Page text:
I have to write an 8,000-word essay for Jurisprudence which will constitute 50% of my grade (the other 50% is - drum roll - exam! Yay!), and I am supposed to come up with a topic by the end of term, which is effectively the end of next week.
I don't have a topic. I don't what to write about. I'm thinking of writing about the prohibition on torture and relate it to Kant, who keeps getting quoted when academics make their case for an absolute prohibition on torture, but the problem is that there is so much academic material on this issue that I really doubt I would have anything new or original to add to the fray. I'm also considering writing about free speech, Habermas and his discourse theory, the Satanic Verses controversy, and blasphemy - problem is, I'm not familiar enough with Habermas' theory to find an appropriate angle, and the main reason I want to do this is because I love the novel. Yeah, that's not a very good reason, I think.
Habermas is a tricky person to deal with. On the one hand, I find that his theory rests a lot on the rationality of the participants in the public discourse - namely, that they are actually intelligent enough to frame their arguments in a rational, reasoned manner. Clearly, because I'm a snob and an elitist, I cannot agree with this assumption because most people are, simply put, pretty stupid. Look at "debates" on the Internet - there's so much thoughtless crap posted online that it's hard to fathom how a real life public discourse would differ very much from that if everyone got to participate as such in real life.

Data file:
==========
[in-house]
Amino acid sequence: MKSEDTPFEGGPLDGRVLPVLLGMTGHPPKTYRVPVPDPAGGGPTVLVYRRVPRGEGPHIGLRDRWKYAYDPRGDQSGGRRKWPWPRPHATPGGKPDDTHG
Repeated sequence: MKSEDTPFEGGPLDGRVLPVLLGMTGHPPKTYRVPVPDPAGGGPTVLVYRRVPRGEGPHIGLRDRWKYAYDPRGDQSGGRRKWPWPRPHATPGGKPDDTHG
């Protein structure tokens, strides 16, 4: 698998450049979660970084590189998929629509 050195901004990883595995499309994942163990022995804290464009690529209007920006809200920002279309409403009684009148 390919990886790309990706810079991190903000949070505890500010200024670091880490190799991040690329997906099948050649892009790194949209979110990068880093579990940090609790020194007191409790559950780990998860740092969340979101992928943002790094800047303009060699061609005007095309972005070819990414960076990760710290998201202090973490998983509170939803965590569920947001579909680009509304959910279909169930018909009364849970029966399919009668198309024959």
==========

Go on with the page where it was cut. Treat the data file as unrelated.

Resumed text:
On the other hand, I am really attracted to the idea which I believe is central to his discourse theory, that whenever a person makes an utterance, he is implicitly asserting the validity of his claim; and so he necessarily undertakes to justify those claims if challenged by others. According to Habermas, the process of communication would eventually enable two parties to a disagreement to come to some sort of a consensus - assuming, of course, that both parties are rational, and that only the better argument should prevail. He somehow extrapolates this idea to the "public sphere" and develops a discourse theory relating to democracy, which I can't really explain because I don't fully understand it; but I think the gist of it is that the validity of norms (he makes a distinction between moral norms and legal norms but that's too complex for me right now) depends on whether all affected by it can freely accept the consequences of the general observance of the norm. The test of this is his democratic principle - whether all citizens have participated in the process that generated these norms.
I remember making a note about Habermas and the freedom of speech when I sat in one of the three seminars on Habermas. The ideal of the public sphere where rational people exchange their views in a rational manner in order to come up with laws/norms/etc is quite similar to the marketplace of ideas free speech theory that is prominent in the American First Amendment jurisprudence, namely, everything is protected by the freedom of speech save for a few categories of speech (defamation, obscenity, and I forgot the rest). The obvious distinction between the two constructs is that the Habermasian ideal of the public sphere probably does not envisage the participation of hate speech, or anything that does not constitute rational discourse; but still, the very idea of a public sphere in which participants freely express their views on certain issues in order to reach a consensus is freedom of speech.